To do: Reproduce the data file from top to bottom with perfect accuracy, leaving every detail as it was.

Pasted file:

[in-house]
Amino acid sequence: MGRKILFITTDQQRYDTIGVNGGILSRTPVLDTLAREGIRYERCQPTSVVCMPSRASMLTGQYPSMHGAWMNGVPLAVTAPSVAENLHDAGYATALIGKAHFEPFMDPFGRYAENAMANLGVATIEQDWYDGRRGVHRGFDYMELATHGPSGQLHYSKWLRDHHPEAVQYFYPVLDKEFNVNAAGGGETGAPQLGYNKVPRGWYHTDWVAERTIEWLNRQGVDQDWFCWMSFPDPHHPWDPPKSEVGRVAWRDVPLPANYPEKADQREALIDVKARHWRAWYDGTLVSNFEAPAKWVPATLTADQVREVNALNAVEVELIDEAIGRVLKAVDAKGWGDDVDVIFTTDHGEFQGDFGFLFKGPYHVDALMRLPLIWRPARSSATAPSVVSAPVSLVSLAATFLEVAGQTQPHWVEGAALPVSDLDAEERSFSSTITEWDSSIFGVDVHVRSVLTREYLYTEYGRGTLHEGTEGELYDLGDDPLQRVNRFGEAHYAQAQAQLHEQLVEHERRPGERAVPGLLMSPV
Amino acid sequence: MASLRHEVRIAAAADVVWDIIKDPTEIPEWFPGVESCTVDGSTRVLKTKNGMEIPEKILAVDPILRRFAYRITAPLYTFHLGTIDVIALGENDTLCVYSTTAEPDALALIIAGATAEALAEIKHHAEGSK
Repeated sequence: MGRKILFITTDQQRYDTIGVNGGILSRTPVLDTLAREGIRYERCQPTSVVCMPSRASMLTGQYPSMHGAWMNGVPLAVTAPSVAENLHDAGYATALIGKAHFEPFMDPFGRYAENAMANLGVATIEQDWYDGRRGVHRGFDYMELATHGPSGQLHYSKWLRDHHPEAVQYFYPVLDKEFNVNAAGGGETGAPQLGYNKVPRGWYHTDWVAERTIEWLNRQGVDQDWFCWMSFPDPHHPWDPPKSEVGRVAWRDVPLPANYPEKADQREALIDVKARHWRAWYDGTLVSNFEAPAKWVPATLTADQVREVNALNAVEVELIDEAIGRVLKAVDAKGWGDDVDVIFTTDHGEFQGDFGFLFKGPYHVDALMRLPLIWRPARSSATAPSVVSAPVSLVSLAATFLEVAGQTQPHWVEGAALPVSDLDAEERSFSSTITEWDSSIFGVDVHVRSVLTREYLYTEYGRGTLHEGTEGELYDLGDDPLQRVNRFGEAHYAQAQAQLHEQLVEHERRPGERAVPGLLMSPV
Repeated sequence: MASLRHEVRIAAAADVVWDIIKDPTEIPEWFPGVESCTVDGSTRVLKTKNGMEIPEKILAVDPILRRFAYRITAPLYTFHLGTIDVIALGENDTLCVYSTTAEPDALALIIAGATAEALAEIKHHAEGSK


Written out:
[in-house]
Amino acid sequence: MGRKILFITTDQQRYDTIGVNGGILSRTPVLDTLAREGIRYERCQPTSVVCMPSRASMLTGQYPSMHGAWMNGVPLAVTAPSVAENLHDAGYATALIGKAHFEPFMDPFGRYAENAMANLGVATIEQDWYDGRRGVHRGFDYMELATHGPSGQLHYSKWLRDHHPEAVQYFYPVLDKEFNVNAAGGGETGAPQLGYNKVPRGWYHTDWVAERTIEWLNRQGVDQDWFCWMSFPDPHHPWDPPKSEVGRVAWRDVPLPANYPEKADQREALIDVKARHWRAWYDGTLVSNFEAPAKWVPATLTADQVREVNALNAVEVELIDEAIGRVLKAVDAKGWGDDVDVIFTTDHGEFQGDFGFLFKGPYHVDALMRLPLIWRPARSSATAPSVVSAPVSLVSLAATFLEVAGQTQPHWVEGAALPVSDLDAEERSFSSTITEWDSSIFGVDVHVRSVLTREYLYTEYGRGTLHEGTEGELYDLGDDPLQRVNRFGEAHYAQAQAQLHEQLVEHERRPGERAVPGLLMSPV
Amino acid sequence: MASLRHEVRIAAAADVVWDIIKDPTEIPEWFPGVESCTVDGSTRVLKTKNGMEIPEKILAVDPILRRFAYRITAPLYTFHLGTIDVIALGENDTLCVYSTTAEPDALALIIAGATAEALAEIKHHAEGSK
Repeated sequence: MGRKILFITTDQQRYDTIGVNGGILSRTPVLDTLAREGIRYERCQPTSVVCMPSRASMLTGQYPSMHGAWMNGVPLAVTAPSVAENLHDAGYATALIGKAHFEPFMDPFGRYAENAMANLGVATIEQDWYDGRRGVHRGFDYMELATHGPSGQLHYSKWLRDHHPEAVQYFYPVLDKEFNVNAAGGGETGAPQLGYNKVPRGWYHTDWVAERTIEWLNRQGVDQDWFCWMSFPDPHHPWDPPKSEVGRVAWRDVPLPANYPEKADQREALIDVKARHWRAWYDGTLVSNFEAPAKWVPATLTADQVREVNALNAVEVELIDEAIGRVLKAVDAKGWGDDVDVIFTTDHGEFQGDFGFLFKGPYHVDALMRLPLIWRPARSSATAPSVVSAPVSLVSLAATFLEVAGQTQPHWVEGAALPVSDLDAEERSFSSTITEWDSSIFGVDVHVRSVLTREYLYTEYGRGTLHEGTEGELYDLGDDPLQRVNRFGEAHYAQAQAQLHEQLVEHERRPGERAVPGLLMSPV
Repeated sequence: MASLRHEVRIAAAADVVWDIIKDPTEIPEWFPGVESCTVDGSTRVLKTKNGMEIPEKILAVDPILRRFAYRITAPLYTFHLGTIDVIALGENDTLCVYSTTAEPDALALIIAGATAEALAEIKHHAEGSK